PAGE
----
British prime minister Boris Johnson has urged people not to travel to or from two "hotspots" where the Indian variant of COVID-19 is rampant.
Bolton, near Manchester, and nearby Blackburn, have seen a big uptick in Indian variant cases.
Last week Bolton recorded 451 overall cases per 100,000 people, the highest in England.
Downing Street has also urged people in Leicester, Burnley, Kirklees, Bedford, North Tyneside and the London Borough of Hounslow to avoid meeting indoors but it has transpired that the advice was only published online, on Friday 21 May.
Eight Indian variant hotspots across England - including Bolton, Leicester, Hounslow & North Tyneside - were warned *four* days ago against travel in/out their areas - but the Government apparently forgot to tell them. 😬 https://t.co/e1J9g1sFJE— Pippa Crerar (@PippaCrerar) May 25, 2021
The leader of the opposition Labour Party, Sir Keir Starmer, tweeted: "Making a major change that will impact so many people without even telling them is utterly shameful."
He said the government needed to “provide clarity” quickly and added: “Local lockdowns are the wrong approach for both public health and local economies.”
Despite Indian Variant slowly replacing Kent - and Germany banning Brits - the ZOE app which logs symptomatic PCR disease is not showing any change in figures for last two weeks (still low at 2000-3000 cases/d) or signs it is spreading beyond the hotspots nationally. So good news pic.twitter.com/1uNkm8fzhD— Tim Spector (@timspector) May 24, 2021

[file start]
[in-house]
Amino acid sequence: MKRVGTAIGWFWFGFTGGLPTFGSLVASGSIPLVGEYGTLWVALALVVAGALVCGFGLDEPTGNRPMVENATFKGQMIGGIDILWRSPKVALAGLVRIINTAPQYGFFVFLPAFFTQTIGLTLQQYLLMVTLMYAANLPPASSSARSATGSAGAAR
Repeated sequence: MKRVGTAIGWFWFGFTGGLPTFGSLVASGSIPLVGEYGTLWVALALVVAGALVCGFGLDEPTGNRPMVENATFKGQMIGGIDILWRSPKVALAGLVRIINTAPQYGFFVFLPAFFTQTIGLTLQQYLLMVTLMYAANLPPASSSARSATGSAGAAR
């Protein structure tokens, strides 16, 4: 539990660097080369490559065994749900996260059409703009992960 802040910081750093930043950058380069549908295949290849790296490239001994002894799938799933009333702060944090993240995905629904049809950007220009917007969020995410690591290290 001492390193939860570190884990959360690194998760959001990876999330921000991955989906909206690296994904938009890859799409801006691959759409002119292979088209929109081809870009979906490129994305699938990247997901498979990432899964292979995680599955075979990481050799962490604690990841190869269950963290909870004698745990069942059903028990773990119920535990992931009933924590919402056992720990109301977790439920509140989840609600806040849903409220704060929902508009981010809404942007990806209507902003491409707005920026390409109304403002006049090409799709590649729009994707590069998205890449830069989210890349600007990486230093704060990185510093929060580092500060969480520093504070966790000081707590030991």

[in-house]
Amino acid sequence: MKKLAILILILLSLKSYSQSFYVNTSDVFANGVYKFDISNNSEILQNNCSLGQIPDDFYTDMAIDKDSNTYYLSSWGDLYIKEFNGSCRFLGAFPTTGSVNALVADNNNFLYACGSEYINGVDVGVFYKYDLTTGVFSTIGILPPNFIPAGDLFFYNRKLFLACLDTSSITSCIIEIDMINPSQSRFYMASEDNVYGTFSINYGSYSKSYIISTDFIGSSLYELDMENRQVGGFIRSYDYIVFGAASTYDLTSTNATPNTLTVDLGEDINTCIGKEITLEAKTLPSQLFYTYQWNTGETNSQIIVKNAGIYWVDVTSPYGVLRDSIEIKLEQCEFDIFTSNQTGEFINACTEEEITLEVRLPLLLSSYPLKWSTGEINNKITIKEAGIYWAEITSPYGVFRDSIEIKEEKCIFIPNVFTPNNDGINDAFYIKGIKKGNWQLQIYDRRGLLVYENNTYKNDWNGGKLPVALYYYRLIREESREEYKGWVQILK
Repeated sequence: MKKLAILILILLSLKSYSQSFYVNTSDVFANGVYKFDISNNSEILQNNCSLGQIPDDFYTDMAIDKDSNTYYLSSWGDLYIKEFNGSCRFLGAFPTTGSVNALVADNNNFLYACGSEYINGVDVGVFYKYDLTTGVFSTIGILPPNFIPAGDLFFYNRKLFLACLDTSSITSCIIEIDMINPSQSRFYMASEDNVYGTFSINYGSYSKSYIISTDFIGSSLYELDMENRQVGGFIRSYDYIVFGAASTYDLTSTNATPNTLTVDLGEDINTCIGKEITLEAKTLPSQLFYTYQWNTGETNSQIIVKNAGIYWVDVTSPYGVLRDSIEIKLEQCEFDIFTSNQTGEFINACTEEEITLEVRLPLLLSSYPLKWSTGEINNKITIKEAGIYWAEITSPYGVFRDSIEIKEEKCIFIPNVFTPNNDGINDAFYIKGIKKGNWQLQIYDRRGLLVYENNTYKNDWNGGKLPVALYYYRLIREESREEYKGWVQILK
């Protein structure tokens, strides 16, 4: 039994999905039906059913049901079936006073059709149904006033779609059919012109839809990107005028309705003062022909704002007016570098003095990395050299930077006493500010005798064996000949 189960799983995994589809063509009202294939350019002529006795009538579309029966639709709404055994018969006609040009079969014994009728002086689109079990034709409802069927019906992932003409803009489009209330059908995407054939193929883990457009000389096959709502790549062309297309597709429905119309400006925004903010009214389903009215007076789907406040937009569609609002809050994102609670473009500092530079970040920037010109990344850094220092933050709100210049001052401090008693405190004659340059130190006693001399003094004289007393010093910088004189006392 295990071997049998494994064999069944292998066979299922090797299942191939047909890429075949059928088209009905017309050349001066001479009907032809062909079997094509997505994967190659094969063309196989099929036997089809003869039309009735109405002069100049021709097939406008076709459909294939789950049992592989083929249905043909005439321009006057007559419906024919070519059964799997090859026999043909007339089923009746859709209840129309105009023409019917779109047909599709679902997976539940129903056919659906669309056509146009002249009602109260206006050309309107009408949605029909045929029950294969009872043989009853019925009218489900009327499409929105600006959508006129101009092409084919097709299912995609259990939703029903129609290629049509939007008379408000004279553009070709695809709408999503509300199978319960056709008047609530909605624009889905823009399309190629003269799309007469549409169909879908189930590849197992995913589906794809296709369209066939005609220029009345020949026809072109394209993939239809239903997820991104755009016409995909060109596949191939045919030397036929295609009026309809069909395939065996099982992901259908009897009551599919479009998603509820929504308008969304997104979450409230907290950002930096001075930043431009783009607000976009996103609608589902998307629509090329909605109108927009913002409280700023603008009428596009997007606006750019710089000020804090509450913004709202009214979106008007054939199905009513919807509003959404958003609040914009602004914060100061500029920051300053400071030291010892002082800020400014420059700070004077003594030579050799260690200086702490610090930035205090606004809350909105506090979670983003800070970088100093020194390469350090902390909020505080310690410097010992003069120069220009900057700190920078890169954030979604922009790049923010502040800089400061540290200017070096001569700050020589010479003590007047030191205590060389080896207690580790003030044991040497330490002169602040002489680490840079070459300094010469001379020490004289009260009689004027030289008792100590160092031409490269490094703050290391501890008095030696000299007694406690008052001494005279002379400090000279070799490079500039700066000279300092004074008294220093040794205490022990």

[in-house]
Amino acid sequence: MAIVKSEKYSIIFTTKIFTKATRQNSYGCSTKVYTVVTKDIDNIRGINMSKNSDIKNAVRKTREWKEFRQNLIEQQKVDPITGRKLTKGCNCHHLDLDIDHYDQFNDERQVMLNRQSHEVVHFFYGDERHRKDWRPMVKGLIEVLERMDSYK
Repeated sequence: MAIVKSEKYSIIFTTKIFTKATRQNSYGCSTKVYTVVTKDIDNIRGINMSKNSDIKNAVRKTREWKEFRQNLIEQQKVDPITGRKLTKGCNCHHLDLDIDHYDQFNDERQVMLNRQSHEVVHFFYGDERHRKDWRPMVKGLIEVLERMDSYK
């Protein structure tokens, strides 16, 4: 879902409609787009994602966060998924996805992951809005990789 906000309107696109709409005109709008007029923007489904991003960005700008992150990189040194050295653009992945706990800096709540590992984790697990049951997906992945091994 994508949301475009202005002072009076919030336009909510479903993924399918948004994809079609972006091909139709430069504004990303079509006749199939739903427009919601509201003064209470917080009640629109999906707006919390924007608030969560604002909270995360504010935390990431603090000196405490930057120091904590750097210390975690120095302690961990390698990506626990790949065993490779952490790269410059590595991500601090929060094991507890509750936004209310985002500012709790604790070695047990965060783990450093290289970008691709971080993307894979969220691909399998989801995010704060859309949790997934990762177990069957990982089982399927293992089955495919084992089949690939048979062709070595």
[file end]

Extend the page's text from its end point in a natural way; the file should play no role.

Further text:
Meanwhile Austria is banning British tourists because of the fear they will bring the Indian variant.
Britain has been added to Austria's list of "virus variant states," which includes India, Brazil and South Africa.
Scientists do not if the Indian variant is more resistant to vaccines but it is believed to be easier to transmit.
Meanwhile, cases in secondary school age children in Bolton are sky high.— Prof. Christina Pagel (@chrischirp) May 24, 2021
There is surge testing going in Bolton schools which will find more cases - but the point is that there are many cases to find. Over 1% of 10-14 year olds tested positive last week. And the week before. pic.twitter.com/I7KLBvzqGP
Dr Jeremy Kamil, a virologist at Louisiana State University, told the BBC: "I doubt whether the Indian variant is more infectious than the UK variant - and we must not panic.”
Around two-thirds of people in Britain have received at least one dose of a COVID-19 vaccine.